TAHLEQUAH, Okla. – The Tribal Council at its March 11 meeting approved two wind energy-related leases to Chilocco Wind Farm LLC for the evaluation and possible development of a wind farm on Cherokee Nation-owned lands in central Oklahoma.
If developed, the wind farm would be located on lands commonly referred to as Chilocco. Chilocco is a former federal Indian boarding school that operated between 1884 and 1980 near present-day Newkirk.
According to a report given earlier that day to the council’s Resource Committee, a wind energy evaluation lease allows CWF to lease 1,334 acres in fee land and 1,281 acres in trust land of the tribe’s Chilocco property for evaluating wind energy potential. The lease requires a limited waiver of sovereignty by the tribe for the project’s financial underwriting and gives CWF the option to execute a wind resource lease that would give CWF the rights to develop the wind farm.
The report states the project calls for 90 1.7 megawatt wind turbines to be installed for a potential 153 total megawatts. One megawatt equals 1,000 kilowatts.
Tribal Councilor Chuck Hoskin Jr. said the council passed a similar resolution in December but the March resolution changes the name of the entity involved from Chilocco Wind Park LLC to CWF. Both CWP and CWF are subsidiaries of PNE Wind USA. He added that the new resolution “substantially expands the opportunity for Cherokee Nation to realize money off this project for services.”
CN Communications Director Amanda Clinton said estimated costs and payments to the tribe would be only speculation at this time.
“The resolution passed at the March Tribal Council meeting allows us to move forward in exploring this opportunity,” she said. “Further decisions regarding this project will be made at upcoming council meetings, and we look forward to sharing those developments.”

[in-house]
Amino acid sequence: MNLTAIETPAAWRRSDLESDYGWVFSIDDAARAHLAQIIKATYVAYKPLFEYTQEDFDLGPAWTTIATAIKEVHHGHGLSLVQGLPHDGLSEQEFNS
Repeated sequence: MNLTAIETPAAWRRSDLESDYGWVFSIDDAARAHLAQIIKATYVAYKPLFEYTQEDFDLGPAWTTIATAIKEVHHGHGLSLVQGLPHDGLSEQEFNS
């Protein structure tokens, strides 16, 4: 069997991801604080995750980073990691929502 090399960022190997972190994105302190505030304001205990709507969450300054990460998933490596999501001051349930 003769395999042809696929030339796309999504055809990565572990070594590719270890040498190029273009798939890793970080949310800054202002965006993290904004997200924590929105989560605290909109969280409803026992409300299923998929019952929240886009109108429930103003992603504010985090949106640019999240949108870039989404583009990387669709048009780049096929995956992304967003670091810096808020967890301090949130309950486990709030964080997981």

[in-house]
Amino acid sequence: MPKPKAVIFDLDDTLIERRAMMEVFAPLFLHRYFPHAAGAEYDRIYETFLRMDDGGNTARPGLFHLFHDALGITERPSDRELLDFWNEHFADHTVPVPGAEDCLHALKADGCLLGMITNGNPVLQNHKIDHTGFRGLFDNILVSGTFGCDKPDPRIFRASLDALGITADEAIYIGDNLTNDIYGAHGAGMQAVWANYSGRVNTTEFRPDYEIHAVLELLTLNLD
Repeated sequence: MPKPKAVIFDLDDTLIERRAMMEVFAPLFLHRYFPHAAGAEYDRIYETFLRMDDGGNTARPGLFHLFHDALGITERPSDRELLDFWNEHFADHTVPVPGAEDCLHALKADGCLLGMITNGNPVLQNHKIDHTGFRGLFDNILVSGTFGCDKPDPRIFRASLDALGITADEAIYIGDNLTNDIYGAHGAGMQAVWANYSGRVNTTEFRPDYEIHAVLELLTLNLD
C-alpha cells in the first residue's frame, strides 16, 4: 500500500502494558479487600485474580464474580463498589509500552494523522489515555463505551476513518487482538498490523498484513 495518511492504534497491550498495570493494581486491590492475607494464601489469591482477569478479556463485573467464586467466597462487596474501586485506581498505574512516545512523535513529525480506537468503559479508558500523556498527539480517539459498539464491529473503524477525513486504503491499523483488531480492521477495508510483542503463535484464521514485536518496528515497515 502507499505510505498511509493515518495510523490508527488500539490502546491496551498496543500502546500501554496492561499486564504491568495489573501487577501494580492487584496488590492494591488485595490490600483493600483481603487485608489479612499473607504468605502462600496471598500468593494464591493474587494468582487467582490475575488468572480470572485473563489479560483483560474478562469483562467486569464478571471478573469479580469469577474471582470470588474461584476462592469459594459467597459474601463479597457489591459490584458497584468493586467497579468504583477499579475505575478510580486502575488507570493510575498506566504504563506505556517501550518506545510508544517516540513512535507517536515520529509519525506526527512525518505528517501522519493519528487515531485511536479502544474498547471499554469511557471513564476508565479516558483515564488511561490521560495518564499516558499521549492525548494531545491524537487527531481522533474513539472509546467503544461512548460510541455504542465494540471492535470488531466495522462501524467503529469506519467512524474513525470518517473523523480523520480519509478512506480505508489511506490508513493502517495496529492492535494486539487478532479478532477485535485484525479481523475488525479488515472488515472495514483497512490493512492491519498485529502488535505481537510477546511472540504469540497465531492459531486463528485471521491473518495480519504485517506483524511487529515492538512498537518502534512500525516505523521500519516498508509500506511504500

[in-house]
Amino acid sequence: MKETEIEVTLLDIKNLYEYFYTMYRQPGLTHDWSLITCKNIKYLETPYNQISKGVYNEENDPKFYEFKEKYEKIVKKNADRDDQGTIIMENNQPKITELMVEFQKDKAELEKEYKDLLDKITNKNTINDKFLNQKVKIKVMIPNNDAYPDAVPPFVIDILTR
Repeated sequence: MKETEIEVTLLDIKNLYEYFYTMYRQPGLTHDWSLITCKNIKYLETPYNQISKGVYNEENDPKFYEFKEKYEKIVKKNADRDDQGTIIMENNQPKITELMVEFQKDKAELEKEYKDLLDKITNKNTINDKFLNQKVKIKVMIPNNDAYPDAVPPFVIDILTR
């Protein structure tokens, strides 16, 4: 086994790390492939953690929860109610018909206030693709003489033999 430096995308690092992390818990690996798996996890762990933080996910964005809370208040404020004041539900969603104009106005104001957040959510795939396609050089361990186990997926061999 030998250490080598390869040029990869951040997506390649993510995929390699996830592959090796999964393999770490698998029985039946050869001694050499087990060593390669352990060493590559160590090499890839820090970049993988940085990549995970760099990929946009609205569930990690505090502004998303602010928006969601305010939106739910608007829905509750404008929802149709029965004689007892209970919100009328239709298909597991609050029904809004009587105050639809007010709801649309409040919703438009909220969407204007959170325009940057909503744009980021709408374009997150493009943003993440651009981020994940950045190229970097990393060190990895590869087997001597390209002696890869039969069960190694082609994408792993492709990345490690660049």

However, according to the Resource Committee report, the tribe could potentially earn $9.2 million over a 20-year period and $22.1 million over a 40-year period.
Tribal Councilor Cara Cowan Watts said she supports alternative energy, but the new resolution was “dropped” in councilors’ laps at the Resources Committee meeting earlier in the day.
“They’ve added a layer of additional business. Everything was dropped on our desk at the last committee meeting, in fact in the last hour or two. We were given no warning. They amended the agenda. We didn’t even know it was an agenda item,” she said. “I’ve had no opportunity to digest this. I don’t understand what this means and what it might cost the Cherokee people, so I can’t support pushing it on through given that we have not had proper time to digest the additional business layer and change in the deal.”
Hoskin said the wind farm idea is something councilors have been aware of for months and not something they learned about “at the 11th hour.” He also said no agreements have been signed or approved and the resolutions do not authorize the expenditure of tribal funds.
“The resolutions passed on March 11 were small step towards realizing these goals, and the council will have plenty of opportunity to scrutinize the plans before any deals are done,” he said.
Hoskin said ultimately he expects the tribe to be a winner in terms of providing renewable energy, responsible stewardship of land and additional revenues for CN services to citizens.
“If the deal is completed, we expect Cherokee Nation to realize a great deal of money for the utilization of land which is currently underutilized,” he said. “As Cherokee Nation and CNB (Cherokee Nation Businesses) are not wind energy experts, it’s not at all surprising that we need to partner with third parties who can provide that expertise.”
According to the Resource Committee report, CNB sponsored the initial wind project, but high costs forced CNB to seek a developer that would lease the land and develop a wind farm. It states PNE Wind USA offered the best deal and a memorandum of understanding was signed in 2010 between PNE and CNB.
The report also states the project stalled in December and CNB asked Cimarron Power Ventures to review the project and offer opinions on the “viability of the transaction and the structure of the deal.”
Cimarron Power Ventures LLC’s registering agent is Walters Power International LLC. According to WPI’s website, former Oklahoma Gov. David Walters is the president of WPI.
The resolution passed 11-6 with Tribal Councilors Cowan Watts, Buel Anglen, Lee Keener, Dick Lay, Julia Coates and Meredith Frailey voting against the measure.
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